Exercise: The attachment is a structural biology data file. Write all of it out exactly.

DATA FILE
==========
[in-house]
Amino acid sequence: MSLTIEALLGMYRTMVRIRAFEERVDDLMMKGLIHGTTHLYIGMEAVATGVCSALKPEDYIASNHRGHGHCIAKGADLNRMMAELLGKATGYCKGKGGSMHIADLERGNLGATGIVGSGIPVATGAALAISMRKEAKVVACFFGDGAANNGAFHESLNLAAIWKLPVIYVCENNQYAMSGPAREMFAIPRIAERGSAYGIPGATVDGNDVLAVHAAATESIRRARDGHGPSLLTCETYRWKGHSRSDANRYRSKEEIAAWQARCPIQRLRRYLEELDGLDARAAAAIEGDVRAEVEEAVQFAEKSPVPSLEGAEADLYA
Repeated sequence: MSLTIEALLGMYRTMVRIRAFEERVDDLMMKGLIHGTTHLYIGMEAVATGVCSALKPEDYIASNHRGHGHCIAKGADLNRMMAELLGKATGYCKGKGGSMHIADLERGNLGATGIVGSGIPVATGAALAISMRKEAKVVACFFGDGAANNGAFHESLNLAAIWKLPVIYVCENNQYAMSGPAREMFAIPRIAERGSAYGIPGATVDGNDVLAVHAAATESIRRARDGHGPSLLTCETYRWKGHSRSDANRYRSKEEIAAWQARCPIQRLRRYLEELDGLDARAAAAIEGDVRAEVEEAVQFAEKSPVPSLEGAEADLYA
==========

[in-house]
Amino acid sequence: MSLTIEALLGMYRTMVRIRAFEERVDDLMMKGLIHGTTHLYIGMEAVATGVCSALKPEDYIASNHRGHGHCIAKGADLNRMMAELLGKATGYCKGKGGSMHIADLERGNLGATGIVGSGIPVATGAALAISMRKEAKVVACFFGDGAANNGAFHESLNLAAIWKLPVIYVCENNQYAMSGPAREMFAIPRIAERGSAYGIPGATVDGNDVLAVHAAATESIRRARDGHGPSLLTCETYRWKGHSRSDANRYRSKEEIAAWQARCPIQRLRRYLEELDGLDARAAAAIEGDVRAEVEEAVQFAEKSPVPSLEGAEADLYA
Repeated sequence: MSLTIEALLGMYRTMVRIRAFEERVDDLMMKGLIHGTTHLYIGMEAVATGVCSALKPEDYIASNHRGHGHCIAKGADLNRMMAELLGKATGYCKGKGGSMHIADLERGNLGATGIVGSGIPVATGAALAISMRKEAKVVACFFGDGAANNGAFHESLNLAAIWKLPVIYVCENNQYAMSGPAREMFAIPRIAERGSAYGIPGATVDGNDVLAVHAAATESIRRARDGHGPSLLTCETYRWKGHSRSDANRYRSKEEIAAWQARCPIQRLRRYLEELDGLDARAAAAIEGDVRAEVEEAVQFAEKSPVPSLEGAEADLYA